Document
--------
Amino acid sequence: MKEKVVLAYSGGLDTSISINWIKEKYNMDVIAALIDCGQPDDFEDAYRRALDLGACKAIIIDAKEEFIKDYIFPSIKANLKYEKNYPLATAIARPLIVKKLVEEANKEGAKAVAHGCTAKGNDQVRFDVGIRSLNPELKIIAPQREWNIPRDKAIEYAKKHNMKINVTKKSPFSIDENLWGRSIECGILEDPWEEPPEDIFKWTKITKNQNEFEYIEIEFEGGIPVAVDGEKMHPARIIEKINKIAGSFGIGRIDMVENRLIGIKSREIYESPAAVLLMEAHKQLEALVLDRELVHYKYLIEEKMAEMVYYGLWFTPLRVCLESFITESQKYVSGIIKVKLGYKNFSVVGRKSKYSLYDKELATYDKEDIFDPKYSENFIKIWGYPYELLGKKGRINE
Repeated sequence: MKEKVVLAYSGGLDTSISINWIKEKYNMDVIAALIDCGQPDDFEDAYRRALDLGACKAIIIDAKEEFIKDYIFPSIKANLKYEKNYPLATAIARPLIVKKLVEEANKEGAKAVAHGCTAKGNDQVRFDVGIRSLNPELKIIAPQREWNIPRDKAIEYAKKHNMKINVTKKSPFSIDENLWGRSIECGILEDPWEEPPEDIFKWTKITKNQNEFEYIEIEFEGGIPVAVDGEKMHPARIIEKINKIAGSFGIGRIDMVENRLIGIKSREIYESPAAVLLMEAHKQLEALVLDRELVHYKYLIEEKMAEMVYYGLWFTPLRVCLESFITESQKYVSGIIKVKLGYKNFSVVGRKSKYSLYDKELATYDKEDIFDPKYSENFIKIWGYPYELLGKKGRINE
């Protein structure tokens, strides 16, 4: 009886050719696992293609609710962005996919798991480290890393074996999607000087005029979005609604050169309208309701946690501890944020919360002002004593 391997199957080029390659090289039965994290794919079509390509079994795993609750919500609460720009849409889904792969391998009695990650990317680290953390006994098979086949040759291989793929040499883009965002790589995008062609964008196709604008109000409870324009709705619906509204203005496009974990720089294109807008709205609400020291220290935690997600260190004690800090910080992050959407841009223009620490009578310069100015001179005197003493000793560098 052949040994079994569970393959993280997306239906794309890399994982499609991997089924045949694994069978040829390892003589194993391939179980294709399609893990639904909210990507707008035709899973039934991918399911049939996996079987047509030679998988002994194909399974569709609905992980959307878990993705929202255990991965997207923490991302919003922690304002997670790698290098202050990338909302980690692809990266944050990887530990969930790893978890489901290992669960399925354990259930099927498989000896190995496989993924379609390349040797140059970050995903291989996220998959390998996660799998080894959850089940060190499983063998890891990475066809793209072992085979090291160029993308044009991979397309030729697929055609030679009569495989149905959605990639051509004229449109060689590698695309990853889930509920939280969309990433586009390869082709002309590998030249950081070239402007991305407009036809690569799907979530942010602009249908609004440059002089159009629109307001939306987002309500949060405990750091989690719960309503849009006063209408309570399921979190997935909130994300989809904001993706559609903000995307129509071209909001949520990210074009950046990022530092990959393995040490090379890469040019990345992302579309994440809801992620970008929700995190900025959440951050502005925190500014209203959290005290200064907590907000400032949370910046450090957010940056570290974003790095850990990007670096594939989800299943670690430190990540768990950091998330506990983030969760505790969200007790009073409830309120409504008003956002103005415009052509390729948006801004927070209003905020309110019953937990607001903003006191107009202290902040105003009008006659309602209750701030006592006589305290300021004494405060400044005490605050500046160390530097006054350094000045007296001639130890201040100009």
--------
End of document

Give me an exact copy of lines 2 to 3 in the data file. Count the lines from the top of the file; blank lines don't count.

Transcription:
Repeated sequence: MKEKVVLAYSGGLDTSISINWIKEKYNMDVIAALIDCGQPDDFEDAYRRALDLGACKAIIIDAKEEFIKDYIFPSIKANLKYEKNYPLATAIARPLIVKKLVEEANKEGAKAVAHGCTAKGNDQVRFDVGIRSLNPELKIIAPQREWNIPRDKAIEYAKKHNMKINVTKKSPFSIDENLWGRSIECGILEDPWEEPPEDIFKWTKITKNQNEFEYIEIEFEGGIPVAVDGEKMHPARIIEKINKIAGSFGIGRIDMVENRLIGIKSREIYESPAAVLLMEAHKQLEALVLDRELVHYKYLIEEKMAEMVYYGLWFTPLRVCLESFITESQKYVSGIIKVKLGYKNFSVVGRKSKYSLYDKELATYDKEDIFDPKYSENFIKIWGYPYELLGKKGRINE
């Protein structure tokens, strides 16, 4: 009886050719696992293609609710962005996919798991480290890393074996999607000087005029979005609604050169309208309701946690501890944020919360002002004593 391997199957080029390659090289039965994290794919079509390509079994795993609750919500609460720009849409889904792969391998009695990650990317680290953390006994098979086949040759291989793929040499883009965002790589995008062609964008196709604008109000409870324009709705619906509204203005496009974990720089294109807008709205609400020291220290935690997600260190004690800090910080992050959407841009223009620490009578310069100015001179005197003493000793560098 052949040994079994569970393959993280997306239906794309890399994982499609991997089924045949694994069978040829390892003589194993391939179980294709399609893990639904909210990507707008035709899973039934991918399911049939996996079987047509030679998988002994194909399974569709609905992980959307878990993705929202255990991965997207923490991302919003922690304002997670790698290098202050990338909302980690692809990266944050990887530990969930790893978890489901290992669960399925354990259930099927498989000896190995496989993924379609390349040797140059970050995903291989996220998959390998996660799998080894959850089940060190499983063998890891990475066809793209072992085979090291160029993308044009991979397309030729697929055609030679009569495989149905959605990639051509004229449109060689590698695309990853889930509920939280969309990433586009390869082709002309590998030249950081070239402007991305407009036809690569799907979530942010602009249908609004440059002089159009629109307001939306987002309500949060405990750091989690719960309503849009006063209408309570399921979190997935909130994300989809904001993706559609903000995307129509071209909001949520990210074009950046990022530092990959393995040490090379890469040019990345992302579309994440809801992620970008929700995190900025959440951050502005925190500014209203959290005290200064907590907000400032949370910046450090957010940056570290974003790095850990990007670096594939989800299943670690430190990540768990950091998330506990983030969760505790969200007790009073409830309120409504008003956002103005415009052509390729948006801004927070209003905020309110019953937990607001903003006191107009202290902040105003009008006659309602209750701030006592006589305290300021004494405060400044005490605050500046160390530097006054350094000045007296001639130890201040100009």